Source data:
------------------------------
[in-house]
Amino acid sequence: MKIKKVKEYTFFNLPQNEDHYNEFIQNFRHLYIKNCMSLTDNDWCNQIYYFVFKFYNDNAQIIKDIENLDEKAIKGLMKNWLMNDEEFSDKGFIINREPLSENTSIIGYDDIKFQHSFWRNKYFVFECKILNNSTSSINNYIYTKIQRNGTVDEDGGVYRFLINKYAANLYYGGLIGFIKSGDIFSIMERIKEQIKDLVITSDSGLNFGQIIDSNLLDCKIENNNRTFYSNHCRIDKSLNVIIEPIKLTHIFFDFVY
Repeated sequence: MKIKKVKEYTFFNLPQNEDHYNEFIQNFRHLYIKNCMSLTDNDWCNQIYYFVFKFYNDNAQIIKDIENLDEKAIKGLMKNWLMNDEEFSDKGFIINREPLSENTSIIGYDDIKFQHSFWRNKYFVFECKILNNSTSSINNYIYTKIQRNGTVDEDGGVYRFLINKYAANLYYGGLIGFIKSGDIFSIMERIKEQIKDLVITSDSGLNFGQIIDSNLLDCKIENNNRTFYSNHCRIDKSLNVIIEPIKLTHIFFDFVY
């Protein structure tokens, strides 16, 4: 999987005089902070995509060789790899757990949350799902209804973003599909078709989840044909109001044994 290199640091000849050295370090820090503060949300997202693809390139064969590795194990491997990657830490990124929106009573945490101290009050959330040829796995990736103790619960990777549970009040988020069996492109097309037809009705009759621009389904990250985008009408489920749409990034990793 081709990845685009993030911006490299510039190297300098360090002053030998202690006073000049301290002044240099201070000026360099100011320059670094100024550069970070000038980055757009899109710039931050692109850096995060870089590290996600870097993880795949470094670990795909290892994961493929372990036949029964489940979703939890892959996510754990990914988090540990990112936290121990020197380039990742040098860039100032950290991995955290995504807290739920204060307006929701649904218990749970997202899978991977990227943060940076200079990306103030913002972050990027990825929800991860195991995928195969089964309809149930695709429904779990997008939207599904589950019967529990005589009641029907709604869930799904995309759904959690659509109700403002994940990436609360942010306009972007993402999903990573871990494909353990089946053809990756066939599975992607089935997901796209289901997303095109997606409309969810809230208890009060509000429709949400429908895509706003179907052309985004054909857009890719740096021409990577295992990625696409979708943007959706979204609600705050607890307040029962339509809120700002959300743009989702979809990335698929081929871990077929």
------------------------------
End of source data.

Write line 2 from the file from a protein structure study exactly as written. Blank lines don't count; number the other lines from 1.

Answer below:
Amino acid sequence: MKIKKVKEYTFFNLPQNEDHYNEFIQNFRHLYIKNCMSLTDNDWCNQIYYFVFKFYNDNAQIIKDIENLDEKAIKGLMKNWLMNDEEFSDKGFIINREPLSENTSIIGYDDIKFQHSFWRNKYFVFECKILNNSTSSINNYIYTKIQRNGTVDEDGGVYRFLINKYAANLYYGGLIGFIKSGDIFSIMERIKEQIKDLVITSDSGLNFGQIIDSNLLDCKIENNNRTFYSNHCRIDKSLNVIIEPIKLTHIFFDFVY